What is a Motion to Suppress in Georgia?
Motions are a routine part of every type of case. They are used to protect your rights and to ask the judge to make a decision, grant an order, or a ruling on a case. One of the benefits of having a lawyer who specializes in criminal law is that they are familiar with what motions need to be filed and how to make them work to your advantage. Every type of law is different and don't be fooled into thinking that any lawyer can handle your criminal case. Lawson and Berry and their team of Georgia Criminal Defense Attorneys only handle Georgia criminal cases. There is no case they haven't dealt with before so trust them with your case.
Motion to Suppress
A motion to suppress is a request by the defendant that the judge excludes certain evidence from trial. The Fourth Amendment to the Constitution protects citizens from unreasonable search and seizures and motions to suppress are the key resource to protecting this right. They are similar to motions in limine, but motions to suppress are most common in search and seizure cases to prevent evidence from being admitted. Similar to motions in limine, they are filed in advance in a trial.
If you win the motion to suppress, it is often the end of the State's case against you, and usually, the case is dismissed. However, if the motion is not granted, then the trial continues.
Reasons a Judge May Grant a Motion to Suppress
Motions to suppress are used to protect defendants from unlawful search and seizures. If your constitutional rights have been violated, then you or your attorney must file a motion to suppress. There are several reasons why a court may suppress evidence:
- Unlawful search and seizure: Police must have a valid search warrant, a valid arrest warrant, or probable cause that a crime was committed in order to search for and gather evidence. Without one of those reasons, it is an unlawful search.
- Failure to read Miranda rights: Suspects must be read the Miranda rights before any questioning or an interrogation. If they have not been read their rights, then any statements or confessions made after the arrest are inadmissible.
- Error in the chain of custody: Evidence must be properly taken care of from the moment it is seized to when it is presented at trial. If there was a mistake in the chain of custody, then the evidence may be suppressed. An example is when a person has been charged with a DUI, and their chemical test was mislabeled or mixed up with others at the lab. That is grounds for the evidence to be suppressed even if they were over the limit.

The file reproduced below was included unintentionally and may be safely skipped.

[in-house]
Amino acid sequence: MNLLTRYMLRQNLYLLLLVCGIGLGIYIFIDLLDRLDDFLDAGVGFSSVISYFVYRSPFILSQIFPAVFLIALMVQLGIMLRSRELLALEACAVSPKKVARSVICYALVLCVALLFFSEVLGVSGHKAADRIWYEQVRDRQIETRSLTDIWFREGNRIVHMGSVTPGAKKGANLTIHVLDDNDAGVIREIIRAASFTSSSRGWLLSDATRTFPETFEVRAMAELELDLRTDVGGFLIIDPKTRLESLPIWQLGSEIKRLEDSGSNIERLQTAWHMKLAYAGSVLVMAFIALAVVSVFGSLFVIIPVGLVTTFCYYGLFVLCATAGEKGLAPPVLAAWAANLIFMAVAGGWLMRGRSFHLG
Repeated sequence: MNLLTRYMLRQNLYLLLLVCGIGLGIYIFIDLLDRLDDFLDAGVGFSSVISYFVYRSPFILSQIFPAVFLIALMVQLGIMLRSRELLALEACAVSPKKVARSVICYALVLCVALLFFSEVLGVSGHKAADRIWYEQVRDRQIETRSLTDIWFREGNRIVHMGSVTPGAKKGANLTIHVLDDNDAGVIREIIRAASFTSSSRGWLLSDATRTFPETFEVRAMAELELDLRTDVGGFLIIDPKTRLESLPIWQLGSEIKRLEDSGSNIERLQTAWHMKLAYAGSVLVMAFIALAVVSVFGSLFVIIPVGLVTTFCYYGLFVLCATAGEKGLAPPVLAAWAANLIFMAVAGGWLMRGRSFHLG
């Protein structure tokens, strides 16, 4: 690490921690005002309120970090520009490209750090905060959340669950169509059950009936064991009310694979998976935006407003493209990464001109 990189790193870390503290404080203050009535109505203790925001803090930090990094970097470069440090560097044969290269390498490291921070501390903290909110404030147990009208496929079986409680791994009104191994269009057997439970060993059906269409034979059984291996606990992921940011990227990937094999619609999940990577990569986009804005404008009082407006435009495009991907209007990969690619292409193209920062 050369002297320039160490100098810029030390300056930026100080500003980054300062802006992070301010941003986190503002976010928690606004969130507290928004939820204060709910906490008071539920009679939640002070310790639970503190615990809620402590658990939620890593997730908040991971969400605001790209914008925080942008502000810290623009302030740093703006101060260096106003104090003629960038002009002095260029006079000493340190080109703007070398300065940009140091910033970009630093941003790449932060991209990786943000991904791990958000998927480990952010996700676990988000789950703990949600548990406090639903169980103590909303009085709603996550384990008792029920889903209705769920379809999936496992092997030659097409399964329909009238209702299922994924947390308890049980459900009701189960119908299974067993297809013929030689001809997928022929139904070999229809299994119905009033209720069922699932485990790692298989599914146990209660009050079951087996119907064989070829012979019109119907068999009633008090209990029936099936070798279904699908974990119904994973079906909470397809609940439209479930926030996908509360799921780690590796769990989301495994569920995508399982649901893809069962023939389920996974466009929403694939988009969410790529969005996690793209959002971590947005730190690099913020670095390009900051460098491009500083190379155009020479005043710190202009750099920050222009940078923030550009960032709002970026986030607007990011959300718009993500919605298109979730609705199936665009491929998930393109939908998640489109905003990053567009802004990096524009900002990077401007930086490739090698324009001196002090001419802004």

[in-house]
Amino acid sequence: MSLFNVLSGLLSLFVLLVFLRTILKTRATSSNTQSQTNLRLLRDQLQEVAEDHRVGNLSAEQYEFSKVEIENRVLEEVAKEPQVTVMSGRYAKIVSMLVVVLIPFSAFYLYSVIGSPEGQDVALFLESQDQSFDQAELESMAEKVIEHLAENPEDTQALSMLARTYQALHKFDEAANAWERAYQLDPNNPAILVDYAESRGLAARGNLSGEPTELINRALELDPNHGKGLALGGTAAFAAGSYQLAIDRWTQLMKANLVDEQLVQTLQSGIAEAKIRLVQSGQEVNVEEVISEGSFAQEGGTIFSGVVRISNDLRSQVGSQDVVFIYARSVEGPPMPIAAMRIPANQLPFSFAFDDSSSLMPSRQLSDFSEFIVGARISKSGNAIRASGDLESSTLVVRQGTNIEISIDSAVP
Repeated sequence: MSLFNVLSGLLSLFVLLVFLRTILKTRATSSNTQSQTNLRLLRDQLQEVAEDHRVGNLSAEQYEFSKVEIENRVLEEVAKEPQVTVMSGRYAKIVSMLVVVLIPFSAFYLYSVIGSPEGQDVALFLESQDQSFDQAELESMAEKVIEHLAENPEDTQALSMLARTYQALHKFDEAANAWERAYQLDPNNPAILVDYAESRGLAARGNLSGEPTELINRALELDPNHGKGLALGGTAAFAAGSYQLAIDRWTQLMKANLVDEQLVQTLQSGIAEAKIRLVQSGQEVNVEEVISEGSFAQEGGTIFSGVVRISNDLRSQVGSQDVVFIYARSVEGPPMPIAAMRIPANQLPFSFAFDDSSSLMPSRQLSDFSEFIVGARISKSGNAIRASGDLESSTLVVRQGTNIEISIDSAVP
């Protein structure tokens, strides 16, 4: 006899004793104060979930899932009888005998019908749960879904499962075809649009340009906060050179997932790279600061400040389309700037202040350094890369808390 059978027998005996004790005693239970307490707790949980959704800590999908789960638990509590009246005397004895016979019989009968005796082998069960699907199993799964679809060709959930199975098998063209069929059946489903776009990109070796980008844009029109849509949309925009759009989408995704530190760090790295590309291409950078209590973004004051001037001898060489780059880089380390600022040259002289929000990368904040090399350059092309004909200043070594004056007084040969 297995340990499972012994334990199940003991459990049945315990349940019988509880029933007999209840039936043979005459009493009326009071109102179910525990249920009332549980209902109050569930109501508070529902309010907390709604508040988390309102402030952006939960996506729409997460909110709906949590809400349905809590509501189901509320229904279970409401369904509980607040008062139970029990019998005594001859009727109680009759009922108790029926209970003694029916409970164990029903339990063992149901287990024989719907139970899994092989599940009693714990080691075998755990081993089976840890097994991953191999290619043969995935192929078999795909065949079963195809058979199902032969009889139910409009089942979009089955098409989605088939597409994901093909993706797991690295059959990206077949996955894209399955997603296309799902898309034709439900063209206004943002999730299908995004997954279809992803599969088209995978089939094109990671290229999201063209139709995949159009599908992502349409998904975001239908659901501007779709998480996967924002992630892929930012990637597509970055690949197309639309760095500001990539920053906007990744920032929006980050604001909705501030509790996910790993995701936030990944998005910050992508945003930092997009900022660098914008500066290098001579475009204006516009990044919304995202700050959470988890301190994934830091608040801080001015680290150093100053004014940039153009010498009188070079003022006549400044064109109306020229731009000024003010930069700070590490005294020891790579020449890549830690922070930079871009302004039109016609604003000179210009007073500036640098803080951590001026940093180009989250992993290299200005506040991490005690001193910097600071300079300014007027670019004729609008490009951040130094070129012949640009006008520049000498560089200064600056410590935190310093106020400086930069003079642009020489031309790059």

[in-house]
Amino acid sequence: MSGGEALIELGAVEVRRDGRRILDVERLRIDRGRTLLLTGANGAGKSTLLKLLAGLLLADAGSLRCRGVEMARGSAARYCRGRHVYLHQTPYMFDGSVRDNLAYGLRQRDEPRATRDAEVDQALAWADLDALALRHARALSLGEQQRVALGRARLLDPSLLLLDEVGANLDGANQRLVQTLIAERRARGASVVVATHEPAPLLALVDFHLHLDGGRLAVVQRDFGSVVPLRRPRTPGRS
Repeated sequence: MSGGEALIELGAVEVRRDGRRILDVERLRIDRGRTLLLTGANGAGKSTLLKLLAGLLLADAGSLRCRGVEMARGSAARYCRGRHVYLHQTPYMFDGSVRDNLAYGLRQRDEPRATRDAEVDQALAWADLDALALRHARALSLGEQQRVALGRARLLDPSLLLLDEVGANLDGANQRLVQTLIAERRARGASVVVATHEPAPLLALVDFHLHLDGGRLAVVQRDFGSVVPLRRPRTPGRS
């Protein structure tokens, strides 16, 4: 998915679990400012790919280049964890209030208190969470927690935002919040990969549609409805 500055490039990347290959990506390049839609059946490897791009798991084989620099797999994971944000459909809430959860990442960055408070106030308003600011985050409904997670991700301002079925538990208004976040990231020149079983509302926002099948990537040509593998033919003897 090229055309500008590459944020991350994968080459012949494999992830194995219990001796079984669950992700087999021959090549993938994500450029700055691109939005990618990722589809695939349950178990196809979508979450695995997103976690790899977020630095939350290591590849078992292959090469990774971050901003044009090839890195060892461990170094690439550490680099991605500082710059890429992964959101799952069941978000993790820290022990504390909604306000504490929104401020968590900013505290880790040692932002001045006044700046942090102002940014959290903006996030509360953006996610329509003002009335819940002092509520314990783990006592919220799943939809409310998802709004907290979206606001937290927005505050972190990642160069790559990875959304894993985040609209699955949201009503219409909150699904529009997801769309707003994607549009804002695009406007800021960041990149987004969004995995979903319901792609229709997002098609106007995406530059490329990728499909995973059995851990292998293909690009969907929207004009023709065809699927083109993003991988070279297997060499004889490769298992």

Reasons a Judge may Not Grant a Motion to Suppress
While there are several reasons to grant a motion, there are also situations where a judge will not grant the motion:
- Good faith: If the police officer acted in good faith believing that the search/arrest warrant was valid, the evidence might not necessarily be excluded in court.
- Inevitable discovery: If the evidence would have been discovered through legal means, it will be admitted. An example of this is if the police entered a home illegally and discovered a meth lab. However, the owner of the house was already a suspect, and a judge had already entered a search warrant for his home. If the judge concludes that a normal police investigation would have likely uncovered the same evidence without an illegal entry, the evidence could be admissible.
Example of When to File a Motion to Suppress
Bill is walking down the road when he is approached by a police officer. Bill was not behaving suspiciously, and there was no reason for the police officer to suspect that he was guilty of a crime. Nevertheless, the officer frisked Bill and found a large amount of marijuana on his person. Bill is charged with possession of marijuana. Bill's lawyers file a motion to suppress the marijuana because the police officer had no reason to stop and frisk Bill. The Court agrees and grants the motion to suppress because the police officer did not have probable cause or reasonable suspicious for the detention or frisk of Bill. Because the prosecution cannot prove Bill committed a crime without that evidence, it moves to dismiss the charges and the judge allows it.
Why it is Important to Hire an Attorney
Motions to suppress can be an invaluable tool to help defend your case. However, not all lawyers are familiar with them or know how to appropriately use them because they don't practice criminal law. To ensure you are receiving the best possible representation, you need an attorney experienced in criminal law. Lawson and Berry and their team of Georgia Criminal Defense Attorneys have over 50 combined years of criminal experience. They can accurately determine when there are search and seizure issues and successfully challenge the legality of the evidence. To identify these types of issues, your attorney needs an in-depth knowledge of both police procedure and current case law.
It is difficult to represent yourself in a criminal case and especially to know when to present motions to the judge. Do not try and do this on your own! You could compromise your case by not understanding the law and criminal procedure. Let our Georgia lawyers help you today. Contact us today for a free case evaluation.